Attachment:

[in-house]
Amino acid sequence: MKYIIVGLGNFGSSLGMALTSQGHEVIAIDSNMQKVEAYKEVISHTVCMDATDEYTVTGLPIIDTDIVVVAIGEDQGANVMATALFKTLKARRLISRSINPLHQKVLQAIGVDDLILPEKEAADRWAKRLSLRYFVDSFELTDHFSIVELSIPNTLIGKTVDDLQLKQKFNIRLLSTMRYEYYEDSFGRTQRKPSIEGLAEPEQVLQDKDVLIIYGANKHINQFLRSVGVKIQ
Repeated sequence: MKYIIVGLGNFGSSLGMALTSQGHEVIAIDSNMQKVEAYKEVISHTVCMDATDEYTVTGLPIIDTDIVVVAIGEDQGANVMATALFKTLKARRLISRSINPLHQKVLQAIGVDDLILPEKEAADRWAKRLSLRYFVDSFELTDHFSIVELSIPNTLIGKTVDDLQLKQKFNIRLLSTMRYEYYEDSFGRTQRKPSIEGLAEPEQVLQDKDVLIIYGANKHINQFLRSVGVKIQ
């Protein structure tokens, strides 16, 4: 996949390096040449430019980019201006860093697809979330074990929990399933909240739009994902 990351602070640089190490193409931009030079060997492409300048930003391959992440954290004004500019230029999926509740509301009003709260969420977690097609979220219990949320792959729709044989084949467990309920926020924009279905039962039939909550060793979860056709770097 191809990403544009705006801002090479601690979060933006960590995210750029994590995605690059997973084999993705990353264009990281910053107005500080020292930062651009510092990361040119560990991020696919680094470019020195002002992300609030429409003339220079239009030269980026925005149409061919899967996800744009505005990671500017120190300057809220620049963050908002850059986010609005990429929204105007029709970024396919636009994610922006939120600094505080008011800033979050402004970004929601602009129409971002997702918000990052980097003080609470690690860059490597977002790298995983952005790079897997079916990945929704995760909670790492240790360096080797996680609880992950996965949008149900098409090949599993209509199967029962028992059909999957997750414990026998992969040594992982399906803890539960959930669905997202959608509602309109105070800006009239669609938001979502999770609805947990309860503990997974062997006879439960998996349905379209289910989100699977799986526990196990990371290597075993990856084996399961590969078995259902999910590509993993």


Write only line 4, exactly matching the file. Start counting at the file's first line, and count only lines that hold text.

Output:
């Protein structure tokens, strides 16, 4: 996949390096040449430019980019201006860093697809979330074990929990399933909240739009994902 990351602070640089190490193409931009030079060997492409300048930003391959992440954290004004500019230029999926509740509301009003709260969420977690097609979220219990949320792959729709044989084949467990309920926020924009279905039962039939909550060793979860056709770097 191809990403544009705006801002090479601690979060933006960590995210750029994590995605690059997973084999993705990353264009990281910053107005500080020292930062651009510092990361040119560990991020696919680094470019020195002002992300609030429409003339220079239009030269980026925005149409061919899967996800744009505005990671500017120190300057809220620049963050908002850059986010609005990429929204105007029709970024396919636009994610922006939120600094505080008011800033979050402004970004929601602009129409971002997702918000990052980097003080609470690690860059490597977002790298995983952005790079897997079916990945929704995760909670790492240790360096080797996680609880992950996965949008149900098409090949599993209509199967029962028992059909999957997750414990026998992969040594992982399906803890539960959930669905997202959608509602309109105070800006009239669609938001979502999770609805947990309860503990997974062997006879439960998996349905379209289910989100699977799986526990196990990371290597075993990856084996399961590969078995259902999910590509993993």